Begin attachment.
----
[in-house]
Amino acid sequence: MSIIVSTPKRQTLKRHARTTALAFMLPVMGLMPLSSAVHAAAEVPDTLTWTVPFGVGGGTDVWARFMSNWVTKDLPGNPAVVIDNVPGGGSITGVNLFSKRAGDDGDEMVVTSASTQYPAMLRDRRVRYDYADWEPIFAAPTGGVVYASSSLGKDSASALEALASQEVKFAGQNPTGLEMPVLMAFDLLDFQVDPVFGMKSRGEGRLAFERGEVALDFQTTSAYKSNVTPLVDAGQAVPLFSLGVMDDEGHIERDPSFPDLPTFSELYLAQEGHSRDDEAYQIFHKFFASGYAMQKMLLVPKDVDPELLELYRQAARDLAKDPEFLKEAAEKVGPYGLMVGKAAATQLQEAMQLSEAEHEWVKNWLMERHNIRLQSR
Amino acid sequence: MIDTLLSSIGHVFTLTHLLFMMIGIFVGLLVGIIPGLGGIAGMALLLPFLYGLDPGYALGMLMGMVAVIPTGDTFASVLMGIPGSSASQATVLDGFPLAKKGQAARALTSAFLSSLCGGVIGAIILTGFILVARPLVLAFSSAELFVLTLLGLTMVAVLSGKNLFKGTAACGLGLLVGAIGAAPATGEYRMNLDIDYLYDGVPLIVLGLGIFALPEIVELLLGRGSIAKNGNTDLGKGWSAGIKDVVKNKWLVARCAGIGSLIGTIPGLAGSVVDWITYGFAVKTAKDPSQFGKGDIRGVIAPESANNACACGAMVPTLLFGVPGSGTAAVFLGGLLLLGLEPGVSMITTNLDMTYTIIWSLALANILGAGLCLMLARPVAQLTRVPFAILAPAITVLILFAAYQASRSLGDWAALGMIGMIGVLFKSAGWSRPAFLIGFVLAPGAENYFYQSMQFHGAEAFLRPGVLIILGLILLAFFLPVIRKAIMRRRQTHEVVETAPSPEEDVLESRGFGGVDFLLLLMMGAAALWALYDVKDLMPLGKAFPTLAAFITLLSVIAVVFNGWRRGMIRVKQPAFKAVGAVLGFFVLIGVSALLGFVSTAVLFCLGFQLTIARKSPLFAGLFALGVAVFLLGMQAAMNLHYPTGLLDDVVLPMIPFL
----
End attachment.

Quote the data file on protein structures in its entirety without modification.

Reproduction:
[in-house]
Amino acid sequence: MSIIVSTPKRQTLKRHARTTALAFMLPVMGLMPLSSAVHAAAEVPDTLTWTVPFGVGGGTDVWARFMSNWVTKDLPGNPAVVIDNVPGGGSITGVNLFSKRAGDDGDEMVVTSASTQYPAMLRDRRVRYDYADWEPIFAAPTGGVVYASSSLGKDSASALEALASQEVKFAGQNPTGLEMPVLMAFDLLDFQVDPVFGMKSRGEGRLAFERGEVALDFQTTSAYKSNVTPLVDAGQAVPLFSLGVMDDEGHIERDPSFPDLPTFSELYLAQEGHSRDDEAYQIFHKFFASGYAMQKMLLVPKDVDPELLELYRQAARDLAKDPEFLKEAAEKVGPYGLMVGKAAATQLQEAMQLSEAEHEWVKNWLMERHNIRLQSR
Amino acid sequence: MIDTLLSSIGHVFTLTHLLFMMIGIFVGLLVGIIPGLGGIAGMALLLPFLYGLDPGYALGMLMGMVAVIPTGDTFASVLMGIPGSSASQATVLDGFPLAKKGQAARALTSAFLSSLCGGVIGAIILTGFILVARPLVLAFSSAELFVLTLLGLTMVAVLSGKNLFKGTAACGLGLLVGAIGAAPATGEYRMNLDIDYLYDGVPLIVLGLGIFALPEIVELLLGRGSIAKNGNTDLGKGWSAGIKDVVKNKWLVARCAGIGSLIGTIPGLAGSVVDWITYGFAVKTAKDPSQFGKGDIRGVIAPESANNACACGAMVPTLLFGVPGSGTAAVFLGGLLLLGLEPGVSMITTNLDMTYTIIWSLALANILGAGLCLMLARPVAQLTRVPFAILAPAITVLILFAAYQASRSLGDWAALGMIGMIGVLFKSAGWSRPAFLIGFVLAPGAENYFYQSMQFHGAEAFLRPGVLIILGLILLAFFLPVIRKAIMRRRQTHEVVETAPSPEEDVLESRGFGGVDFLLLLMMGAAALWALYDVKDLMPLGKAFPTLAAFITLLSVIAVVFNGWRRGMIRVKQPAFKAVGAVLGFFVLIGVSALLGFVSTAVLFCLGFQLTIARKSPLFAGLFALGVAVFLLGMQAAMNLHYPTGLLDDVVLPMIPFL